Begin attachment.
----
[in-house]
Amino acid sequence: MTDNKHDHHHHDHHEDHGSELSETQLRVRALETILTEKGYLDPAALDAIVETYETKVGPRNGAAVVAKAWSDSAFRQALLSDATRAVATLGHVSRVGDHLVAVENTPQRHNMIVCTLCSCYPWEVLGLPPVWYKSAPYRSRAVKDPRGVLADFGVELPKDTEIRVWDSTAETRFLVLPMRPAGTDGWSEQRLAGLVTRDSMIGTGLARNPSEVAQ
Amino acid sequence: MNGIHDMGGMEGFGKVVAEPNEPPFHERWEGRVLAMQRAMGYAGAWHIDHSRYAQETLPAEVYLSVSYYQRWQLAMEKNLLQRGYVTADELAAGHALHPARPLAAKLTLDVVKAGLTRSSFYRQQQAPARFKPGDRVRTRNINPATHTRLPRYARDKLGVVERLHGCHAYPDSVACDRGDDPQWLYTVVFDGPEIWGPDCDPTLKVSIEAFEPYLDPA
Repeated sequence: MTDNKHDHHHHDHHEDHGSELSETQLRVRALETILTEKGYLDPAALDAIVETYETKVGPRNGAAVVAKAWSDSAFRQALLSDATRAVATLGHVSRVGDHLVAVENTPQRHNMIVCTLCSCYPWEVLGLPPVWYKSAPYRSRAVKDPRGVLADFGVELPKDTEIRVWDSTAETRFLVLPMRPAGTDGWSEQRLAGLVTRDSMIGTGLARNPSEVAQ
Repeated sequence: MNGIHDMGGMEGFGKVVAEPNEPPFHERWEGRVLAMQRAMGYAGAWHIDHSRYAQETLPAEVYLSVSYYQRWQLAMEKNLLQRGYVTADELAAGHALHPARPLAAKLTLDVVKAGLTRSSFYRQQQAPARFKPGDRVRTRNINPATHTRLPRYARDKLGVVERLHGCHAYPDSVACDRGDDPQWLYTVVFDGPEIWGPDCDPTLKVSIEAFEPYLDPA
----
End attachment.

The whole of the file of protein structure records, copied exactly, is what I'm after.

[in-house]
Amino acid sequence: MTDNKHDHHHHDHHEDHGSELSETQLRVRALETILTEKGYLDPAALDAIVETYETKVGPRNGAAVVAKAWSDSAFRQALLSDATRAVATLGHVSRVGDHLVAVENTPQRHNMIVCTLCSCYPWEVLGLPPVWYKSAPYRSRAVKDPRGVLADFGVELPKDTEIRVWDSTAETRFLVLPMRPAGTDGWSEQRLAGLVTRDSMIGTGLARNPSEVAQ
Amino acid sequence: MNGIHDMGGMEGFGKVVAEPNEPPFHERWEGRVLAMQRAMGYAGAWHIDHSRYAQETLPAEVYLSVSYYQRWQLAMEKNLLQRGYVTADELAAGHALHPARPLAAKLTLDVVKAGLTRSSFYRQQQAPARFKPGDRVRTRNINPATHTRLPRYARDKLGVVERLHGCHAYPDSVACDRGDDPQWLYTVVFDGPEIWGPDCDPTLKVSIEAFEPYLDPA
Repeated sequence: MTDNKHDHHHHDHHEDHGSELSETQLRVRALETILTEKGYLDPAALDAIVETYETKVGPRNGAAVVAKAWSDSAFRQALLSDATRAVATLGHVSRVGDHLVAVENTPQRHNMIVCTLCSCYPWEVLGLPPVWYKSAPYRSRAVKDPRGVLADFGVELPKDTEIRVWDSTAETRFLVLPMRPAGTDGWSEQRLAGLVTRDSMIGTGLARNPSEVAQ
Repeated sequence: MNGIHDMGGMEGFGKVVAEPNEPPFHERWEGRVLAMQRAMGYAGAWHIDHSRYAQETLPAEVYLSVSYYQRWQLAMEKNLLQRGYVTADELAAGHALHPARPLAAKLTLDVVKAGLTRSSFYRQQQAPARFKPGDRVRTRNINPATHTRLPRYARDKLGVVERLHGCHAYPDSVACDRGDDPQWLYTVVFDGPEIWGPDCDPTLKVSIEAFEPYLDPA